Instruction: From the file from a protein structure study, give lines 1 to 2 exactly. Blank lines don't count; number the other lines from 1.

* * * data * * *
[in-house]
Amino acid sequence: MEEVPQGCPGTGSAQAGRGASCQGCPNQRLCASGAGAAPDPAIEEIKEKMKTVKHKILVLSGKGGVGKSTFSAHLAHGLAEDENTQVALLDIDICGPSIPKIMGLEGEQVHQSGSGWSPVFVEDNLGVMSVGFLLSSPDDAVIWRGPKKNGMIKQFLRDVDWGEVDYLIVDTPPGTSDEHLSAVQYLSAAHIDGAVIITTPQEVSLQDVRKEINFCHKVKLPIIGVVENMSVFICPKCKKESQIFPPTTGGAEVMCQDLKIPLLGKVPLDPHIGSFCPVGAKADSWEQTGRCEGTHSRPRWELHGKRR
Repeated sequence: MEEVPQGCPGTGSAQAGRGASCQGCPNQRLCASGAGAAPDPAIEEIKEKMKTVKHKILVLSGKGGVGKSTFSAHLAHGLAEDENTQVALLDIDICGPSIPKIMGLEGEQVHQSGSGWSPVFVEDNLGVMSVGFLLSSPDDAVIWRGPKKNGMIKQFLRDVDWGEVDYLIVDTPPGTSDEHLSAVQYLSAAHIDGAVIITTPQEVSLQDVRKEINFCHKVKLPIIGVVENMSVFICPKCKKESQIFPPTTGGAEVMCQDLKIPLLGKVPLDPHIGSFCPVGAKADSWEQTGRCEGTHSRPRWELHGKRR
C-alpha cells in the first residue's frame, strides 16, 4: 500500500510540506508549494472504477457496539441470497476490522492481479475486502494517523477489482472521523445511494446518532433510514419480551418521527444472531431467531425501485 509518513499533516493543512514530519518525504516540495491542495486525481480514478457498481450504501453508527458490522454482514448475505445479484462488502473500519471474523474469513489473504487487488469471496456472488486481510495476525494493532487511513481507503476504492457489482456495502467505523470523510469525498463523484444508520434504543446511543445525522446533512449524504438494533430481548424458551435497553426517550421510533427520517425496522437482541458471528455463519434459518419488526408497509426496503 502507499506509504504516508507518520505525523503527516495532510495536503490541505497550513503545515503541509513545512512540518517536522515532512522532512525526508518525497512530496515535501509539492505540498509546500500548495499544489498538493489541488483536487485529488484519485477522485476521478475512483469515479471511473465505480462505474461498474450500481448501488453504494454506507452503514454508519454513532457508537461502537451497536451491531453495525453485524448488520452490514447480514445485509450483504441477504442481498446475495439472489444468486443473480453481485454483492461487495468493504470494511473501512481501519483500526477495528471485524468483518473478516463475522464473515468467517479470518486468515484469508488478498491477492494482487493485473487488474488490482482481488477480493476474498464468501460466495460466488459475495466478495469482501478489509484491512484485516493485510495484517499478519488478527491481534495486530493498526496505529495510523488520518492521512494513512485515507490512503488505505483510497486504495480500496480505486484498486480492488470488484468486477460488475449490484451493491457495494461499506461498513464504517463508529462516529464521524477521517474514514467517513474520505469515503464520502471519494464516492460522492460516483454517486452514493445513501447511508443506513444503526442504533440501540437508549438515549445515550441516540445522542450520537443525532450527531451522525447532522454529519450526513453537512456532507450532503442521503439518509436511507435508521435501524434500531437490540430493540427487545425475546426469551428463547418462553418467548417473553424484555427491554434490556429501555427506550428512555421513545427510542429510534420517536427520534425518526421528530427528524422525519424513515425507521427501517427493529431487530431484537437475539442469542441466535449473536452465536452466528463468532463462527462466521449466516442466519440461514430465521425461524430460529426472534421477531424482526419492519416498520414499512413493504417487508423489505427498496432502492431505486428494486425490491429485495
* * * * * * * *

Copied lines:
[in-house]
Amino acid sequence: MEEVPQGCPGTGSAQAGRGASCQGCPNQRLCASGAGAAPDPAIEEIKEKMKTVKHKILVLSGKGGVGKSTFSAHLAHGLAEDENTQVALLDIDICGPSIPKIMGLEGEQVHQSGSGWSPVFVEDNLGVMSVGFLLSSPDDAVIWRGPKKNGMIKQFLRDVDWGEVDYLIVDTPPGTSDEHLSAVQYLSAAHIDGAVIITTPQEVSLQDVRKEINFCHKVKLPIIGVVENMSVFICPKCKKESQIFPPTTGGAEVMCQDLKIPLLGKVPLDPHIGSFCPVGAKADSWEQTGRCEGTHSRPRWELHGKRR